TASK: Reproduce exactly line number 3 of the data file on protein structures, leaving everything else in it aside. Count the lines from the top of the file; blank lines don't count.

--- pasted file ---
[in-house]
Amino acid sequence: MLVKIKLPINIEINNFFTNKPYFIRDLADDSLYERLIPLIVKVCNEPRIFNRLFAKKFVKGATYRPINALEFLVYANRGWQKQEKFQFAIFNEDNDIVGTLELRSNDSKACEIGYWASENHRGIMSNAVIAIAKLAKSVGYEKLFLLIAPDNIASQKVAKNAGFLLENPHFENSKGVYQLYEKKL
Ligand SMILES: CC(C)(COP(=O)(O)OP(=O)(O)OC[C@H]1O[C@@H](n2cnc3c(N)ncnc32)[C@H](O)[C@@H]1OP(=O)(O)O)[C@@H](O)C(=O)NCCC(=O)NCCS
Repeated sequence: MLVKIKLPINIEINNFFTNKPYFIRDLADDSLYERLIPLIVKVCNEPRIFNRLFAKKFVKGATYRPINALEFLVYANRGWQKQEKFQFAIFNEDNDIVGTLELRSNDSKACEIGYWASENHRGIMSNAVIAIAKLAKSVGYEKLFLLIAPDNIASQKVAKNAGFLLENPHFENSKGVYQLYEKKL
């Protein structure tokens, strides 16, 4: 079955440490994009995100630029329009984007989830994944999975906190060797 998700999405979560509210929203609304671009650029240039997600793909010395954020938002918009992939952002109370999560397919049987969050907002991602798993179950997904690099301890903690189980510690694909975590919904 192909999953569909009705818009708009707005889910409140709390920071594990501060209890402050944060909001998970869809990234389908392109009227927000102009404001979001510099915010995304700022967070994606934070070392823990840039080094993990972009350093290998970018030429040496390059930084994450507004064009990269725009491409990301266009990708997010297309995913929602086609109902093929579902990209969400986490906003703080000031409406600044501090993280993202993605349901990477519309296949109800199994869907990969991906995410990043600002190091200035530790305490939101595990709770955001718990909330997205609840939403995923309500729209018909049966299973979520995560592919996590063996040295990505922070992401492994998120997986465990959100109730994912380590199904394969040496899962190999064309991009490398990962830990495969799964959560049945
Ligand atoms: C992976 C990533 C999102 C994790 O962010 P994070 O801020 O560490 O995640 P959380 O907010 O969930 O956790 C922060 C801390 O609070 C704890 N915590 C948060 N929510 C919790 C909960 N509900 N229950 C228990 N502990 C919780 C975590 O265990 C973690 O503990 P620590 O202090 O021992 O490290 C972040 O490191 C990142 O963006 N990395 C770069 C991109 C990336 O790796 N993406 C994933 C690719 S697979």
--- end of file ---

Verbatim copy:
Ligand SMILES: CC(C)(COP(=O)(O)OP(=O)(O)OC[C@H]1O[C@@H](n2cnc3c(N)ncnc32)[C@H](O)[C@@H]1OP(=O)(O)O)[C@@H](O)C(=O)NCCC(=O)NCCS